Continue reading as we highlight some standard classes you can expect during your time as a marketing student.
Marketing Major Coursework
Major coursework can vary between programs, but online learners gain both foundational knowledge and advanced skills throughout their program. From market research to search engine optimization (SEO), degree-seekers encounter the time-honored best practices in marketing while exploring how the field has evolved while embracing technological advances.
Other standard marketing courses students can expect include marketing strategies, brand management, international marketing, entrepreneurship, and data analysis. And while foundational knowledge is essential to this degree, many programs allow students the chance to specialize in various areas. Some marketing concentrations include;
Social Media Marketing
Bachelor’s Degree vs. Master’s Degree Programs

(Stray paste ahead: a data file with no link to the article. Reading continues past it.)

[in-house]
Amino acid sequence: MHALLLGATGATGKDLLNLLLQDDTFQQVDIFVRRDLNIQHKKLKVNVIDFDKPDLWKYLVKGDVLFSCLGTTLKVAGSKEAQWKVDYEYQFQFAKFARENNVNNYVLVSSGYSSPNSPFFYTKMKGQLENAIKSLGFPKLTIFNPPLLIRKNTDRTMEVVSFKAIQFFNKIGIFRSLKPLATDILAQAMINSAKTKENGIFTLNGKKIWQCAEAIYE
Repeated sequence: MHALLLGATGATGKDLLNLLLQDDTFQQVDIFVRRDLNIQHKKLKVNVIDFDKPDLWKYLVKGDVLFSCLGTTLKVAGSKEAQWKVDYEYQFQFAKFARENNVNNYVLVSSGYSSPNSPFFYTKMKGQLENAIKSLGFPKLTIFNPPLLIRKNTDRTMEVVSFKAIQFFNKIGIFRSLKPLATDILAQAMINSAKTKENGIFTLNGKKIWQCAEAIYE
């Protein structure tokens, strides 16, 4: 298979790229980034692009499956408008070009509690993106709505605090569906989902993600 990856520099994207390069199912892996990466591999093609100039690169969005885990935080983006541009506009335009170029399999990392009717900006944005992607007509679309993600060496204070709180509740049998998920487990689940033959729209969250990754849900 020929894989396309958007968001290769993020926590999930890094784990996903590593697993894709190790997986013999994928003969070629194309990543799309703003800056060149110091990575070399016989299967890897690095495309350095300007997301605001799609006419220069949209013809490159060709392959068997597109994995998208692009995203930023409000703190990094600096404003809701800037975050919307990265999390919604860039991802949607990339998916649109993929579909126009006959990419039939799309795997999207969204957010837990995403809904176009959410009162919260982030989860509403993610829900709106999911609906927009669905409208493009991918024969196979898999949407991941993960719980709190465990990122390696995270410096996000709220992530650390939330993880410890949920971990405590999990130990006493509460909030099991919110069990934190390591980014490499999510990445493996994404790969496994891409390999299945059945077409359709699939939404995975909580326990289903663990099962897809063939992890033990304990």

An online bachelor's degree in marketing introduces degree-seekers to foundational topics in marketing. Throughout these 120-credit bachelor of science programs, students complete a mix of general education, elective, and core major requirements. Full-time students typically graduate in about four years.
While a bachelor's degree is a great way to jumpstart a career in marketing, a master's degree allows students the chance to further hone their skills. Often, a master's degree is a prerequisite for various leadership roles.
Upon completing their bachelor's degree, some students may want to pursue a master's degree in marketing to enhance their career options and earning potential. These programs usually take about two years to complete, and students tackle 36-45 credits of coursework. During this graduate program, students complete classes such as global brand strategy, marketing for social impact, and visual marketing.